Ajay Reyes (’24) uses CPR technique to save a life


Ajay Reyes

Ajay Reyes (’24) smiles at the camera.

Renna Popli, Junior Editor

To everyone who fell asleep during 9th grade Health class, the joke’s on you – you missed your chance to be a hero. 15-year-old AV freshman Ajay Reyes (‘24) was wide awake that day, and as a result, learned the CPR techniques needed to save a man’s life. 

Reyes (‘24) was going on a run near his neighborhood when he passed by Tawny Park.  He noticed a man lying on the ground, surrounded by a group of distressed people. 

“Other people were freaking out, and other people didn’t know what to do so I went over there and I helped,” said Reyes (‘24). 

Reyes (‘24) recalled techniques from the brief CPR lesson in his first-semester Health class (using the heel of your palm to pump the person’s chest to the beat of ‘Staying Alive’) and put them to work. 

“I knew what to do because of the Health class I took first semester where we learned a little bit about chest compressions, so I knew I should probably do that. So I did. And it worked – I think,” said Reyes (‘24). He doesn’t know exactly how effective his CPR was since the man was a stranger, preventing him from checking up on him.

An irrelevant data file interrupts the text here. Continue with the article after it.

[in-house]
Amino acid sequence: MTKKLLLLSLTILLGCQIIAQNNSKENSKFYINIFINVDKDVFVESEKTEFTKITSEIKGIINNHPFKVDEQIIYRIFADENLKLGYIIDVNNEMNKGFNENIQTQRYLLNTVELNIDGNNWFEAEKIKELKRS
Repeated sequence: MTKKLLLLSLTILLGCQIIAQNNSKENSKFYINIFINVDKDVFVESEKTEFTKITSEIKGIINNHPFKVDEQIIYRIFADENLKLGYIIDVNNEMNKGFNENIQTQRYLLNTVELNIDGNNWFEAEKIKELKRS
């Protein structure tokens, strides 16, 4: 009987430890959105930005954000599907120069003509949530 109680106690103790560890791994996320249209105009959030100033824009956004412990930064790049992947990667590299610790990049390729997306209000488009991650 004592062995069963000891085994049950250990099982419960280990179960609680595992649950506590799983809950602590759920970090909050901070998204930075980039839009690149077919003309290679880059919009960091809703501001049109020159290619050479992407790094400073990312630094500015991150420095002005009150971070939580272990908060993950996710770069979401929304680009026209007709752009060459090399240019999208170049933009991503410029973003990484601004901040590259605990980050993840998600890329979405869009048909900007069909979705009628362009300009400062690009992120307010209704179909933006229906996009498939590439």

Despite the anxiety of the whole situation, Reyes naturally focused on the task at hand, and subconsciously waited until after the man was up and moving to let himself consider what had been at stake. 

“In the moment I was really focused ‘cause I had adrenaline… After I was kinda, like, freaking out,” remembered Reyes (‘24) with a chuckle. 

Ajay’s experience goes to show that CPR and first-aid lessons are an important part of our school curriculum, and should remain a subject that we all do our best to remember. 

“I think it’s important that Amador keeps teaching that first-aid/CPR stuff because it definitely seems like you’d never have to use it–’cause that’s what I thought when I was taking that course in health…you never know when you’re going to have to use that stuff ‘cause it could come up any day…I think that it’s important that that course keeps being offered so more people can learn about it so they know what to do in that situation,” said Amador Don-turned-hero Ajay Reyes (‘24).